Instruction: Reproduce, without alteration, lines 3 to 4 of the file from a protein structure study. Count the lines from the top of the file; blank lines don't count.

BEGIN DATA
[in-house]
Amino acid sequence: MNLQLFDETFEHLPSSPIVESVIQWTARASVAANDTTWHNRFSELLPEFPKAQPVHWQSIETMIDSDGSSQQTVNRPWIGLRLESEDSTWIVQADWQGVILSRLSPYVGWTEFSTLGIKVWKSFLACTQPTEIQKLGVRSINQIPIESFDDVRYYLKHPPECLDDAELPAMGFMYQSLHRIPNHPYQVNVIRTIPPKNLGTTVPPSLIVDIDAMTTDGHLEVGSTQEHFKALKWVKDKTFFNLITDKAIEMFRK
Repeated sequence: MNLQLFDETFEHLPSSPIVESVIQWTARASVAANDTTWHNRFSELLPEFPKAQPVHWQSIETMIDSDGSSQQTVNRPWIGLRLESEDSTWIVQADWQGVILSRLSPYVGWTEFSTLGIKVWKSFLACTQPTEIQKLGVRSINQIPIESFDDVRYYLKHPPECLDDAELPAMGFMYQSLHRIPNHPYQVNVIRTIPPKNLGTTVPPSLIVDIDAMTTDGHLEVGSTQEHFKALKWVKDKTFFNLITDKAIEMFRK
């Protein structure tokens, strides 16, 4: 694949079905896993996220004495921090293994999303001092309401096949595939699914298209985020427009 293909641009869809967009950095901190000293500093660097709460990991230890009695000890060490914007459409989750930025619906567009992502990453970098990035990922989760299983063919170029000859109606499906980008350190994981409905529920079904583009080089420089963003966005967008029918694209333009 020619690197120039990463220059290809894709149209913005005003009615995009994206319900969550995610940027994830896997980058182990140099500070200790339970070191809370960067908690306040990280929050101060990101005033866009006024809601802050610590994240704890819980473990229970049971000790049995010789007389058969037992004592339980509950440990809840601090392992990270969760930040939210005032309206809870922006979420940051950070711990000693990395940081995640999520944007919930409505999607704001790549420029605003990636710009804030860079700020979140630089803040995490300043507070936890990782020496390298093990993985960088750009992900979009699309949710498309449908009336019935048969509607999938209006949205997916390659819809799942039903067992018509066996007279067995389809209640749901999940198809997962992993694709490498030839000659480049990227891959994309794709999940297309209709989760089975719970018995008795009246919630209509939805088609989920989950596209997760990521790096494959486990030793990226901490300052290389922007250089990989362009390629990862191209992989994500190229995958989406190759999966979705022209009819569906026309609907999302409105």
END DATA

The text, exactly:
Repeated sequence: MNLQLFDETFEHLPSSPIVESVIQWTARASVAANDTTWHNRFSELLPEFPKAQPVHWQSIETMIDSDGSSQQTVNRPWIGLRLESEDSTWIVQADWQGVILSRLSPYVGWTEFSTLGIKVWKSFLACTQPTEIQKLGVRSINQIPIESFDDVRYYLKHPPECLDDAELPAMGFMYQSLHRIPNHPYQVNVIRTIPPKNLGTTVPPSLIVDIDAMTTDGHLEVGSTQEHFKALKWVKDKTFFNLITDKAIEMFRK
């Protein structure tokens, strides 16, 4: 694949079905896993996220004495921090293994999303001092309401096949595939699914298209985020427009 293909641009869809967009950095901190000293500093660097709460990991230890009695000890060490914007459409989750930025619906567009992502990453970098990035990922989760299983063919170029000859109606499906980008350190994981409905529920079904583009080089420089963003966005967008029918694209333009 020619690197120039990463220059290809894709149209913005005003009615995009994206319900969550995610940027994830896997980058182990140099500070200790339970070191809370960067908690306040990280929050101060990101005033866009006024809601802050610590994240704890819980473990229970049971000790049995010789007389058969037992004592339980509950440990809840601090392992990270969760930040939210005032309206809870922006979420940051950070711990000693990395940081995640999520944007919930409505999607704001790549420029605003990636710009804030860079700020979140630089803040995490300043507070936890990782020496390298093990993985960088750009992900979009699309949710498309449908009336019935048969509607999938209006949205997916390659819809799942039903067992018509066996007279067995389809209640749901999940198809997962992993694709490498030839000659480049990227891959994309794709999940297309209709989760089975719970018995008795009246919630209509939805088609989920989950596209997760990521790096494959486990030793990226901490300052290389922007250089990989362009390629990862191209992989994500190229995958989406190759999966979705022209009819569906026309609907999302409105």